Joan Cooney looks at and holds her grandson Archer while sitting on a couch.
Joan Cooney holds her grandson Archer Phillips on Oct. 18, 2023, in Omro, Wis. (Wm. Glasheen / USA TODAY NETWORK-Wisconsin)
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Joan Cooney decided to make the move to Omro to be closer to family. Her kids were spread around the country, with one daughter in Alaska, another daughter in Shawano County, and her newly married daughter living in Omro with her husband.

About a year ago, Cooney was living on the east side of Green Bay by herself in an apartment. She felt isolated. She was divorced, her kids were spread far and wide, and she was turning 65. She did most things by herself — and there wasn’t a lot to do.

“As you get older, you don’t want to be alone anymore,” Cooney said. “It’s just nice to be close to family.”

She was going to retire soon, so she talked to her kids and made the move down near her daughter and son-in-law in Winnebago County. The timing was perfect — Cooney’s daughter, Amanda, was about to become a new mom herself.

She still wanted to maintain her and her daughter’s independence.

Cooney discovered Linked Living Homes, and she and her daughter decided to build an attached space for Cooney onto the house. The space is its own unit to allow for personal space — not just an extra bedroom.

Cooney now has more to do during the day and can spend more time with her kids. She’s been able to spend the summer with them after moving in in June. She helps plant flowers, takes care of the lawn and takes her dog on a walk. She can still go to the Y and is trying all new kinds of food because both her daughter and son-in-law love to cook. 

When her daughter goes to school to teach, Cooney gets dinner started and starts a load of laundry. And with a newborn at home, she’s glad she’ll be around to help and babysit her grandson. Since the move, Cooney has excitedly become more active and has more things to do with her family.

“I’m not just pent up in the house watching TV,” Cooney said. “My daughter keeps me moving.”

And when they finish their dinner together, they can both go back to their own homes just a few feet away.

“It’s nice — I can still have my own space and have my friends over. We’re not in their way,” Cooney said.

Joan Cooney passes her grandson Archer to his mother Amanda as they sit on a couch.
Joan Cooney passes her grandson Archer Phillips to his mother Amanda Phillips on Oct. 18, 2023, in Omro, Wis. (Wm. Glasheen / USA TODAY NETWORK-Wisconsin)

Since opening in 2018, Linked Living has built additions for more families each year. But its owners think they haven’t even come close to the demand they’ll see down the line.

Multigenerational living is on the rise in the country. According to a 2021 Pew Research Study, the number of people living in homes with at least two other generations in their family quadrupled since 1971.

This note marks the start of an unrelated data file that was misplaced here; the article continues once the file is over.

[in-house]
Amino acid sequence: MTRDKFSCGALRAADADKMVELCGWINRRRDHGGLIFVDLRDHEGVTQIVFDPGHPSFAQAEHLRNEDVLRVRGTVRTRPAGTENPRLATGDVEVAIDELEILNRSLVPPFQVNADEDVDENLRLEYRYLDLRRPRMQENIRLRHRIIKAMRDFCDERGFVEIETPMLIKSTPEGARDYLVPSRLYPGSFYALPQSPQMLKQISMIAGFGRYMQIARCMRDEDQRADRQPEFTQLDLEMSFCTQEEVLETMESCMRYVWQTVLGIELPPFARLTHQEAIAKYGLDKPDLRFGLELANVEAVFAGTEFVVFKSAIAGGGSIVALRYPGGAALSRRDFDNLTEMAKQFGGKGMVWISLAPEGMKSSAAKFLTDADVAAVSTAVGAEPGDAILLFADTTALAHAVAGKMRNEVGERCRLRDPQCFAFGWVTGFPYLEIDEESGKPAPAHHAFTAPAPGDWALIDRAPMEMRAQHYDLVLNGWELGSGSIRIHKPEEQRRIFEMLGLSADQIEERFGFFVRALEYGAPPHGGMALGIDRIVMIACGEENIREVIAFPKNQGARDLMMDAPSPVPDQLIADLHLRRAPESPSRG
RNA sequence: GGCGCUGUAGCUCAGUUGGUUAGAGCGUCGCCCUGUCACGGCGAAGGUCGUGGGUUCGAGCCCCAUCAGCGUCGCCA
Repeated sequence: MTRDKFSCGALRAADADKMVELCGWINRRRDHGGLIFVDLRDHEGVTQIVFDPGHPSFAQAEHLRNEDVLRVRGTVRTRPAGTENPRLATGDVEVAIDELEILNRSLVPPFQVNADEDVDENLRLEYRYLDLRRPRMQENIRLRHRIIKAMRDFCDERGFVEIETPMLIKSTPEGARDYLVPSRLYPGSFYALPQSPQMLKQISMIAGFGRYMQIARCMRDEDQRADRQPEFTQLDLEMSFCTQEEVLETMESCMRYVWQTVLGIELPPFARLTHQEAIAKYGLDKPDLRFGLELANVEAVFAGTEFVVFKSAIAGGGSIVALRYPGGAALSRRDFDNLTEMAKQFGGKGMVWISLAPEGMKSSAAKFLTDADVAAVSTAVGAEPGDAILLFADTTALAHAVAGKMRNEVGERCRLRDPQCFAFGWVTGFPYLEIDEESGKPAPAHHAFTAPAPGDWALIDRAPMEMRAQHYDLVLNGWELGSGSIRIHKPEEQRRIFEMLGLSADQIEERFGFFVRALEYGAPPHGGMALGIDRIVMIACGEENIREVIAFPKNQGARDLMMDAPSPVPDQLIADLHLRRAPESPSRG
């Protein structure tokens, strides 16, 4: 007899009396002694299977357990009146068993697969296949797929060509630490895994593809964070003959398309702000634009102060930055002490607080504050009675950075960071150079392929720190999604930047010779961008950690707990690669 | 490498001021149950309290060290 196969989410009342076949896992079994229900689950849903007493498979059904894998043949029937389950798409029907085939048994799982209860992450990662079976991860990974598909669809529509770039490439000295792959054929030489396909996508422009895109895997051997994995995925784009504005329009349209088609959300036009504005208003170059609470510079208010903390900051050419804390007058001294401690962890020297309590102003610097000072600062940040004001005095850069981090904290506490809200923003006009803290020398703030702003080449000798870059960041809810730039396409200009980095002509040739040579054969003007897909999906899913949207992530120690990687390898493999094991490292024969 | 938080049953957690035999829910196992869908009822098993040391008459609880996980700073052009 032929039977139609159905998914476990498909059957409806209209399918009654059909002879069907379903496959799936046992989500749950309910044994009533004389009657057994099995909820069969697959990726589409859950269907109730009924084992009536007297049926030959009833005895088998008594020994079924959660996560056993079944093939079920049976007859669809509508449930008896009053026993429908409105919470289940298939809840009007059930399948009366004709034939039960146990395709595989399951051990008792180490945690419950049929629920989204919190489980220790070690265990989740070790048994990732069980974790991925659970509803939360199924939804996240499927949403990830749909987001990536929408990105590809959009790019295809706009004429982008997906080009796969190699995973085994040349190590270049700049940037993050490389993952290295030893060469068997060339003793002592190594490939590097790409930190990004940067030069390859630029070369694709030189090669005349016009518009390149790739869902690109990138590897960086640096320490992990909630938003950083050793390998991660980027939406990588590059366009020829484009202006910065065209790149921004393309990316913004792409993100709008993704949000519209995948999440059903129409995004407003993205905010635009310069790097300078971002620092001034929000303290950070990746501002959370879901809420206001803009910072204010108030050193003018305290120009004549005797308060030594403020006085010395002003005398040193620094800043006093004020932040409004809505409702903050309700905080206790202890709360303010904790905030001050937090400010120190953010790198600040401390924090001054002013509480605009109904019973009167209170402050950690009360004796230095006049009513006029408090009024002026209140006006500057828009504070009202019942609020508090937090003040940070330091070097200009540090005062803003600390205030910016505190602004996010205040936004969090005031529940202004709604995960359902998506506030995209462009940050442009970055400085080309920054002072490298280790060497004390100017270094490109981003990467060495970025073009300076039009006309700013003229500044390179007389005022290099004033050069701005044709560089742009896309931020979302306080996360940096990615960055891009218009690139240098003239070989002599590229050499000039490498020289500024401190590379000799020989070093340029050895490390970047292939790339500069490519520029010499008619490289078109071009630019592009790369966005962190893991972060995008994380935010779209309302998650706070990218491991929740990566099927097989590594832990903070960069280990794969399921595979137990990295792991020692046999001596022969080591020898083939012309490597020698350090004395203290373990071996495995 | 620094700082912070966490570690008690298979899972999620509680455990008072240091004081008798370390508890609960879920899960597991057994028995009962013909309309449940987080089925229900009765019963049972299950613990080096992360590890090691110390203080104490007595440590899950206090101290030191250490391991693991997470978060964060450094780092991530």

In Brown County about 13% of homes are multigenerational, according to an analysis by the Center for Public Integrity. The same is true in Outagamie County. While it has historically been commonplace for many cultures outside the U.S., more Americans are also choosing to live with their older relatives for several reasons such as finances, caregiving, or a close-knit family.

Linked Living Homes expects the need for its services to grow in the Fox Valley in the upcoming years as the baby boomer generation ages. The state Department of Administration expects the population of 65-plus Wisconsinites to grow by nearly 500,000 by 2040 and comprise nearly a quarter of the total population, up from 14% in 2010. By 2030, one in four Wisconsinites are expected to be of retirement age.

“I don’t think it’s hit that hard yet,” said Greg Cops, Linked Living Homes manager. “We know that the baby boomer generation is enormous and that we don’t have the capacity or infrastructure in our existing senior care to take care of them.”

The Appleton-based company builds specific add-ons to houses to keep families together. The company has “mother-in-law” suites for older parents who want to be closer to their family as they get older and also builds additions that can accommodate people with special needs. 

The idea came about when Tom Cops, Greg’s dad and the company’s founder, wanted to find a way to bring families together while also keeping some of the independence in having their own space. 

“These tiny homes for seniors could be in the backyard and a place of their own connected to the family’s home where both families could have their independence and their privacy,” said Greg Cops. “But they could be connected so that they could help one another.”

Joan Cooney sits on a couch and smiles while holding her grandson. Her daughter Amanda watches on the left.
Joan Cooney, right, holds her grandson Archer Phillips while planning their day with his mother Amanda Phillips on Oct. 18, 2023, in Omro, Wis. (Wm. Glasheen / USA TODAY NETWORK-Wisconsin)

Customers come to Linked Living Homes for different reasons. Sometimes senior residents want to find something more affordable than assisted living that still gives them their own freedom. Others want to find a way to stay more connected to the family and involved, Greg Cops said.

The suites give them a unique way to help each other out from just a backyard away.

“It’s a lot harder when you’re going through a blizzard, you know that if you just have a little hallway to go through,” he said.

The company is set to complete 16 additions this year and has done more additions each year since it opened.

“That’s the way humanity has kind of done it for a long time, and (people) still do it in other countries,” Greg Cops said. “The United States — we’ve kind of gotten away from that, but it is still right for some people.”

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